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Property cooling measures needed to reduce the risk of a destabilising correction in prices: Desmond Lee

02:55 Min
Measures to cool Singapore's property market are necessary to reduce the risk of a "destabilising correction" in prices that would hurt many households, said National Development Minister Desmond Lee on Thursday (Dec 16). Natasha Razak reports.

SINGAPORE: Measures to cool Singapore's property market are necessary to reduce the risk of a "destabilising correction" in prices that would hurt many households, said National Development Minister Desmond Lee on Thursday (Dec 16).

He said the Government “carefully considered” the timing and scope of the new measures.

"While there is continuing uncertainty created by COVID-19, we have decided to move now to reduce the risk of a self-reinforcing cycle of price increases in the private and HDB resale markets, that will impact housing affordability," Mr Lee said at a media briefing.

Left unchecked, prices are likely to run ahead of economic fundamentals, he added.

The slew of property cooling measures, which kicked in on Thursday, include higher Additional Buyer’s Stamp Duties (ABSD), tighter loan-to-value (LTV) limits and lower Total Debt Servicing Ratios (TDSR).


Despite the economic impact of COVID-19, prices in the private residential and HDB resale markets have risen considerably since the first quarter of 2020, said Mr Lee.

As a result, the House Price to Income (HPI) Ratio in both the private housing and HDB resale markets have been increasing – though they are still below their historical averages now, he said. The HPI measures housing affordability.

“In particular, HPI for HDB resale flats reached 4.4 times in the first three quarters of 2021, which is well below its level a decade ago. However, it is now on a clear upward trend.”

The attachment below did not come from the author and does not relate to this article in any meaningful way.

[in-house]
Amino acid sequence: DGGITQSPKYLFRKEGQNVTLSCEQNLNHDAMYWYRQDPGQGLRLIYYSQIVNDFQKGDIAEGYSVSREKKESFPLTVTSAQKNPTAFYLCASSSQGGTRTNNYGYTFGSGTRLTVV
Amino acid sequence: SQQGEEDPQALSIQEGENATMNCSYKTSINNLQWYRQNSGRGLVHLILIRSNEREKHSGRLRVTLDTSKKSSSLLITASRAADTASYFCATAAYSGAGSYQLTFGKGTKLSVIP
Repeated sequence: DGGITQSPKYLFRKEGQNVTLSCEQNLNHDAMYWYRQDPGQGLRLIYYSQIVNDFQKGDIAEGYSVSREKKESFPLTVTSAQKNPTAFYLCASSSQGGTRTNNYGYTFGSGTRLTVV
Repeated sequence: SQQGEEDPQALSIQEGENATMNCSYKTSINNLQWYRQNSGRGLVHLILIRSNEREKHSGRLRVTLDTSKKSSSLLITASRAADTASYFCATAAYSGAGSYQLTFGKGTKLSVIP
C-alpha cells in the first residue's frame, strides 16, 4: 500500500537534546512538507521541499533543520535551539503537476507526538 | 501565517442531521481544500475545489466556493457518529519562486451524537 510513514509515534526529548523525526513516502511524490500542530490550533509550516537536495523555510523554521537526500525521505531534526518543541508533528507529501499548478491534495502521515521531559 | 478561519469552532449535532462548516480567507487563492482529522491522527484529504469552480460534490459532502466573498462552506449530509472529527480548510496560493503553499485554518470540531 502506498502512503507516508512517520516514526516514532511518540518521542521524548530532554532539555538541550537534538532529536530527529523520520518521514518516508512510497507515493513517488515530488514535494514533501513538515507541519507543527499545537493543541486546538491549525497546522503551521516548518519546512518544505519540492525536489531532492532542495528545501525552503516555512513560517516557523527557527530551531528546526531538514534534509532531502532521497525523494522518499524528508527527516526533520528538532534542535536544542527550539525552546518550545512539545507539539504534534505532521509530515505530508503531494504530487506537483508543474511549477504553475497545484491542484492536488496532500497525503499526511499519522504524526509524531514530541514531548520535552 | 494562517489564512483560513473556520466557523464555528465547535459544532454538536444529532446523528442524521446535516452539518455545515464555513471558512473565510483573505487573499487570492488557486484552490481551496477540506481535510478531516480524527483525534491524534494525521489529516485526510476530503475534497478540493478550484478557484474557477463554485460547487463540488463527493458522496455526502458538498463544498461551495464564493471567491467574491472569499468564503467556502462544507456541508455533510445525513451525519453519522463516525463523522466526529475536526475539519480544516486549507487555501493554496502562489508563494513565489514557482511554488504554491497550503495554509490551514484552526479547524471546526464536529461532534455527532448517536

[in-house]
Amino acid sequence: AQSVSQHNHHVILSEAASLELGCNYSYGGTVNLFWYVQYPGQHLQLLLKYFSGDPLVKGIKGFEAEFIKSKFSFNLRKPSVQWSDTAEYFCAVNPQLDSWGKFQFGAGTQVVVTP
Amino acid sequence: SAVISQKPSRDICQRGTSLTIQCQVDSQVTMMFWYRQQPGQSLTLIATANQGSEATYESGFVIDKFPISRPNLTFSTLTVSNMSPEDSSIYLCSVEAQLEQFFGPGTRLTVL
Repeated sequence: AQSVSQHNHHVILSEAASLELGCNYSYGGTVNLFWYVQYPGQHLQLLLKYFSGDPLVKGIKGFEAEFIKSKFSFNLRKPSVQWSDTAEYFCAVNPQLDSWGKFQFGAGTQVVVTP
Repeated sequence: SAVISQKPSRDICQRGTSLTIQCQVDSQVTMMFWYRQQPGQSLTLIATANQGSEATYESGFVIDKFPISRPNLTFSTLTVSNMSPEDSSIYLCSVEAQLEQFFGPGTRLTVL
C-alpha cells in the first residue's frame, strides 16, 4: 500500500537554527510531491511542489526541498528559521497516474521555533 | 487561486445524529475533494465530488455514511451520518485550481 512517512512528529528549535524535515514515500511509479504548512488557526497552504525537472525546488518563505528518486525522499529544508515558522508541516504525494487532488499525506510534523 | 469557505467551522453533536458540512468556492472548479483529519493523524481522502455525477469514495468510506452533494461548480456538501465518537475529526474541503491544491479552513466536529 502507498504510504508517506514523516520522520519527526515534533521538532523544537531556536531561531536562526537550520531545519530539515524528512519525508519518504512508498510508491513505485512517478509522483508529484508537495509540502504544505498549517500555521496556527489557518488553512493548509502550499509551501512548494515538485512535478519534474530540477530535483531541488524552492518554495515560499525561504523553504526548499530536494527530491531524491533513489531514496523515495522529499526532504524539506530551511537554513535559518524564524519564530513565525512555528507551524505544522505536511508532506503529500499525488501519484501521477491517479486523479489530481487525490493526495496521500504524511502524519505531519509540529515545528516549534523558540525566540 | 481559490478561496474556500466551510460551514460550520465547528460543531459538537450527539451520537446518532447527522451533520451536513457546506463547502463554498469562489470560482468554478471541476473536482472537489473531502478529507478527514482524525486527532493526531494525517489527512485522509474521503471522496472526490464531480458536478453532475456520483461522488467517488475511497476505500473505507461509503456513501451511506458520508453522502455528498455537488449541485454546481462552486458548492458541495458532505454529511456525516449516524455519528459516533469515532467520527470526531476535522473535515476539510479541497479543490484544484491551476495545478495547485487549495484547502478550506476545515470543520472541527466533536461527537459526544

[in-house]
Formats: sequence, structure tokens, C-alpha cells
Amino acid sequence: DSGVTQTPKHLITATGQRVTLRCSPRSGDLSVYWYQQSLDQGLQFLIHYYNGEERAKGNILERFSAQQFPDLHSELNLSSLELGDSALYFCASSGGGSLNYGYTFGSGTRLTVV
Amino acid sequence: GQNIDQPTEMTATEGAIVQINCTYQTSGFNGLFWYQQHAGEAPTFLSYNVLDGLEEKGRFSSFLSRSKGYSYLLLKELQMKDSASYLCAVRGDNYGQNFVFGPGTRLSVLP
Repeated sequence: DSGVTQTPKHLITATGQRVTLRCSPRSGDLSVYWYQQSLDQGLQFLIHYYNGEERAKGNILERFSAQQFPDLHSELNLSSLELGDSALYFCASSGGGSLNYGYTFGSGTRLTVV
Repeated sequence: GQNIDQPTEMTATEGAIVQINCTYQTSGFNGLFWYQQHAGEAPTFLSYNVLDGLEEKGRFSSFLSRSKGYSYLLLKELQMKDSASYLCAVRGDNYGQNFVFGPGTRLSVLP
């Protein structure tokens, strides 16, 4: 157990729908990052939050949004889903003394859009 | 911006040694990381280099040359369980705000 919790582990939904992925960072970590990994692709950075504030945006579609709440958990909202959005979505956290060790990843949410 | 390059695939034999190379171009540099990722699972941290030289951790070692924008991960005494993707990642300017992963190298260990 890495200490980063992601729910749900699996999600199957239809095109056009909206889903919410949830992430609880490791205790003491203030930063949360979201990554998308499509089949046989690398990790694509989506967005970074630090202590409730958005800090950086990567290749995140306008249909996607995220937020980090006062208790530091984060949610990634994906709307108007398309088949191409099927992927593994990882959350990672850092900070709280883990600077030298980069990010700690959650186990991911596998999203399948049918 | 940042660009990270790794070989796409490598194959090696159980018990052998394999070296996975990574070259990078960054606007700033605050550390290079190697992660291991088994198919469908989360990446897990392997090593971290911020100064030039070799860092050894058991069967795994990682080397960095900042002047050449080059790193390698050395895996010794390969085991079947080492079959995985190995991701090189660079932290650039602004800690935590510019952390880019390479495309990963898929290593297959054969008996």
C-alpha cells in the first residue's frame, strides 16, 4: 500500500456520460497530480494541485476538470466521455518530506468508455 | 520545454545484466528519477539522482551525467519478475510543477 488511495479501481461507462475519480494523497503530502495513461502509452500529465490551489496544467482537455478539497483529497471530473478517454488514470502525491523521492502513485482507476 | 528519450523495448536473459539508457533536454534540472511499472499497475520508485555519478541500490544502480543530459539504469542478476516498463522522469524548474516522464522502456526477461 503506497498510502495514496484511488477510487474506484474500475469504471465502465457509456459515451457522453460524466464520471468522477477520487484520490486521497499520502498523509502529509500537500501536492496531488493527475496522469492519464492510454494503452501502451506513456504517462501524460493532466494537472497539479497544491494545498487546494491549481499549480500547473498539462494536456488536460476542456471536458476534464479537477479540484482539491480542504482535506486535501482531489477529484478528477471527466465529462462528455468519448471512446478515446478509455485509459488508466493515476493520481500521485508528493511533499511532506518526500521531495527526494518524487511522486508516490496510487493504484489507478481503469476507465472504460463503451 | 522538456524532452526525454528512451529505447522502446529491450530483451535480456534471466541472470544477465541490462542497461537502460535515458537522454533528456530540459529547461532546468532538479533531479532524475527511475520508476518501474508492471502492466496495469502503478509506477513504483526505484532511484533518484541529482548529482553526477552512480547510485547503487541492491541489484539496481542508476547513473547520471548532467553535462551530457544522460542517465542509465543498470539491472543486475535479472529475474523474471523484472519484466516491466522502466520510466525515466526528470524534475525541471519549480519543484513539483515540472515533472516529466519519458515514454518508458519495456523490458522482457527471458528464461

Transaction volumes and demand for Build-To-Order (BTO) flats have also been high due to factors such as shrinking household sizes, a “very low” interest rate environment and recent disruptions to construction works.

All of this has created a “clear upward market momentum in prices and transaction volumes”, despite near-term uncertainty about the pandemic, including the prospect of the Omicron variant spreading here, said Mr Lee.

“Left unchecked, prices are likely to run ahead of economic fundamentals. This will increase the risk of a destabilising correction later on that will hurt many households.”

Borrowers will also be vulnerable to the likely rise in interest rates in the next year and beyond, as major central banks look to tighten monetary policy, he said. 

“A combination of rising prices and higher interest rates will risk a significant increase in debt servicing costs for future buyers.”

The cooling measures will thus help to support a “stable and sustainable property market in the medium term”, and ensure that housing stays affordable for Singaporeans, said Mr Lee.

He also stressed that the measures prioritise housing purchases for "genuine owner-occupation", especially among first-time buyers.